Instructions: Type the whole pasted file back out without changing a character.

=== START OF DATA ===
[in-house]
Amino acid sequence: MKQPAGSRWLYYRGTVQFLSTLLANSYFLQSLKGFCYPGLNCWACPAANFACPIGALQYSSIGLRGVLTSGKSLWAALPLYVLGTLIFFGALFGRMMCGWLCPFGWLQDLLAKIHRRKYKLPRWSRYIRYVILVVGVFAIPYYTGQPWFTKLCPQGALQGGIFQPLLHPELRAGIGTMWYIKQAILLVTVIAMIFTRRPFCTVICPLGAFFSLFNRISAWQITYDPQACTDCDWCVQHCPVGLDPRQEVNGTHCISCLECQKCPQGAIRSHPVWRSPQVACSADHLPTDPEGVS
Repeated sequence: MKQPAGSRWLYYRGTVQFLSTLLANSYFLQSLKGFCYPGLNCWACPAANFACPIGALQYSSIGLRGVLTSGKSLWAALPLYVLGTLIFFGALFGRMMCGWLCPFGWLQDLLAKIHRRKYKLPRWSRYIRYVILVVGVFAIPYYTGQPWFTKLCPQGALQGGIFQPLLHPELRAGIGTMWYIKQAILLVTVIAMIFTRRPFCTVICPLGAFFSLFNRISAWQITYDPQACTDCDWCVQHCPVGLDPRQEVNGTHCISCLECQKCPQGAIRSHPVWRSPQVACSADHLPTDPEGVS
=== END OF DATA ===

[in-house]
Amino acid sequence: MKQPAGSRWLYYRGTVQFLSTLLANSYFLQSLKGFCYPGLNCWACPAANFACPIGALQYSSIGLRGVLTSGKSLWAALPLYVLGTLIFFGALFGRMMCGWLCPFGWLQDLLAKIHRRKYKLPRWSRYIRYVILVVGVFAIPYYTGQPWFTKLCPQGALQGGIFQPLLHPELRAGIGTMWYIKQAILLVTVIAMIFTRRPFCTVICPLGAFFSLFNRISAWQITYDPQACTDCDWCVQHCPVGLDPRQEVNGTHCISCLECQKCPQGAIRSHPVWRSPQVACSADHLPTDPEGVS
Repeated sequence: MKQPAGSRWLYYRGTVQFLSTLLANSYFLQSLKGFCYPGLNCWACPAANFACPIGALQYSSIGLRGVLTSGKSLWAALPLYVLGTLIFFGALFGRMMCGWLCPFGWLQDLLAKIHRRKYKLPRWSRYIRYVILVVGVFAIPYYTGQPWFTKLCPQGALQGGIFQPLLHPELRAGIGTMWYIKQAILLVTVIAMIFTRRPFCTVICPLGAFFSLFNRISAWQITYDPQACTDCDWCVQHCPVGLDPRQEVNGTHCISCLECQKCPQGAIRSHPVWRSPQVACSADHLPTDPEGVS